10
Nutrition Referrals and Resources

Referral to a Registered Dietitian

To promote continuity of care, consider giving the woman a two-way referral form to carry with her (to facilitate communication between the dietitian and other caregivers). The form might include places for the primary care provider to record the purpose of the referral as well as the woman's weight, height, BMI, and hemoglobin or hematocrit and places for the dietitian to record key contents of the visit and the behavioral changes which the woman agreed to attempt to make.

What the woman can expect at the visit:

  • Questions about what she eats, some of her attitudes toward food and supplements, and her daily activities (including exercise).

  • Sometimes a request for some record keeping, such as 3-day food records.

  • Discussion of goals for improving her nutrition.

  • Some specific goals for changing behaviors-goals that are compatible with her situation and preferences.

  • Written, pictorial, or taped information pertinent to the problem (e.g., an individualized eating plan, recipes, guidelines for what to do when eating out, or strategies for more comfortably meeting nutrient needs).

  • Recommendations for follow-up with the dietitian or the primary care provider or both.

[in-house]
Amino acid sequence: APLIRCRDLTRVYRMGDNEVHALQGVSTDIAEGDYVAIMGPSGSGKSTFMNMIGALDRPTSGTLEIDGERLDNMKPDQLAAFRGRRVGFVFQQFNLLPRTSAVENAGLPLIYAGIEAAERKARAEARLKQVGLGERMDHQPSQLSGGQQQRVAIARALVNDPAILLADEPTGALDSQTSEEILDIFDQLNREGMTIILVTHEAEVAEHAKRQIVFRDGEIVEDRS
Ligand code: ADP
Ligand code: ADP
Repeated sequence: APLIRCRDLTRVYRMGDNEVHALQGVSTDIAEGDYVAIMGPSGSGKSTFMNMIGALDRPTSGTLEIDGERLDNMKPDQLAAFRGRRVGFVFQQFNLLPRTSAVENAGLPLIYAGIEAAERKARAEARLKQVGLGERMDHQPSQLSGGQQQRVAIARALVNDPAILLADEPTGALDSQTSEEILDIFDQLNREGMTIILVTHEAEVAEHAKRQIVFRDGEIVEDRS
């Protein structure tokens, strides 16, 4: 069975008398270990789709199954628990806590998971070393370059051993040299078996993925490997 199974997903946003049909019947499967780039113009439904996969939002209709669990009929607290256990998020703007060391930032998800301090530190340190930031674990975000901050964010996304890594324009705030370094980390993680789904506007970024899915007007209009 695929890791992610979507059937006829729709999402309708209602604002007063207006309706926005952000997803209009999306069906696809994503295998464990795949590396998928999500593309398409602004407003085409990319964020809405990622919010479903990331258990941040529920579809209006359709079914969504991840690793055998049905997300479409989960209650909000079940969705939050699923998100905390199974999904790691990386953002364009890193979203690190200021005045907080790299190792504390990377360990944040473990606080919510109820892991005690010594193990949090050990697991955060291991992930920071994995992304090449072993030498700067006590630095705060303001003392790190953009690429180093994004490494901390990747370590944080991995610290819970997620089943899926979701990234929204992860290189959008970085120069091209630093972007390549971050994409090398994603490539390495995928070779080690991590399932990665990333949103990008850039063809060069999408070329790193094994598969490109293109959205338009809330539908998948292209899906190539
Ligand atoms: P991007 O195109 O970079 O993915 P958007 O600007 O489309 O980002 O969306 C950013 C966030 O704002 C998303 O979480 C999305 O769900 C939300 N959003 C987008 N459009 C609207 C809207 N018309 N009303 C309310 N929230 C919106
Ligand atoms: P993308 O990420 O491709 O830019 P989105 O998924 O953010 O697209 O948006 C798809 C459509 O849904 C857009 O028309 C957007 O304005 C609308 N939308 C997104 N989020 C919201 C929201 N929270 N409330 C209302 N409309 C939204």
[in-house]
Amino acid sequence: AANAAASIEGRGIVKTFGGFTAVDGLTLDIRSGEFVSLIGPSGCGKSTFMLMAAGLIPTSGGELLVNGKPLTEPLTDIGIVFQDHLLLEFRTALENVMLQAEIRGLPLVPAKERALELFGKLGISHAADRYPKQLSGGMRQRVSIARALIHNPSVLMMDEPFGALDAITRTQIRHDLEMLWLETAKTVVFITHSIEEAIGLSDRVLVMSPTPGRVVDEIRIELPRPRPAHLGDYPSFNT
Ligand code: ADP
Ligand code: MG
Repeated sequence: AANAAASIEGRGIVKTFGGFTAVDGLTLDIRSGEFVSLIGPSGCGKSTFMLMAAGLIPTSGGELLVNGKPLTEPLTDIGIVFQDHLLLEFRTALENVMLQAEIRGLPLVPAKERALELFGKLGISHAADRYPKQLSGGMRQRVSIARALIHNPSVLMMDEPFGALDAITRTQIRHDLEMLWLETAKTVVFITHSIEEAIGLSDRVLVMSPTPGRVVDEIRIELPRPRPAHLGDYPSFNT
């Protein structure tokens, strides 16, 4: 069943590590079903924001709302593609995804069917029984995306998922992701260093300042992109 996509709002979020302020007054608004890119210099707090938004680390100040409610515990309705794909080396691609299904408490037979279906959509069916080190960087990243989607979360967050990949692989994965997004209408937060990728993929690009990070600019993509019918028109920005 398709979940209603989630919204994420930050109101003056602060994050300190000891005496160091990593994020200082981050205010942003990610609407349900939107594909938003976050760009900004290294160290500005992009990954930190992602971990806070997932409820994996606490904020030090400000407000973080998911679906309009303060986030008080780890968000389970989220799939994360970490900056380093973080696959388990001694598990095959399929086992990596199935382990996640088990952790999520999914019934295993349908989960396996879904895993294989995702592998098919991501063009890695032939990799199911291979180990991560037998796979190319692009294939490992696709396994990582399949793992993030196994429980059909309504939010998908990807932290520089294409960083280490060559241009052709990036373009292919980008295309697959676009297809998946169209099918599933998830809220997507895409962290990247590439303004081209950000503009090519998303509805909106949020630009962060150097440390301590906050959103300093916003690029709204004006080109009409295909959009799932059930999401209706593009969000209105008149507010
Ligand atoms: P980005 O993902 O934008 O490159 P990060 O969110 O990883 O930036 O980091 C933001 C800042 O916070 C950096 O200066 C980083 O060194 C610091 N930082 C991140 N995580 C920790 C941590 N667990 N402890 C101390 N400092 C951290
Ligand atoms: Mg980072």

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10 Nutrition Referrals and Resources Referral to a Registered Dietitian To promote continuity of care, consider giving the woman a two-way referral form to carry with her (to facilitate communication between the dietitian and other caregivers). The form might include places for the primary care provider to record the purpose of the referral as well as the woman's weight, height, BMI, and hemoglobin or hematocrit and places for the dietitian to record key contents of the visit and the behavioral changes which the woman agreed to attempt to make. What the woman can expect at the visit: Questions about what she eats, some of her attitudes toward food and supplements, and her daily activities (including exercise). Sometimes a request for some record keeping, such as 3-day food records. Discussion of goals for improving her nutrition. Some specific goals for changing behaviors-goals that are compatible with her situation and preferences. Written, pictorial, or taped information pertinent to the problem (e.g., an individualized eating plan, recipes, guidelines for what to do when eating out, or strategies for more comfortably meeting nutrient needs). Recommendations for follow-up with the dietitian or the primary care provider or both.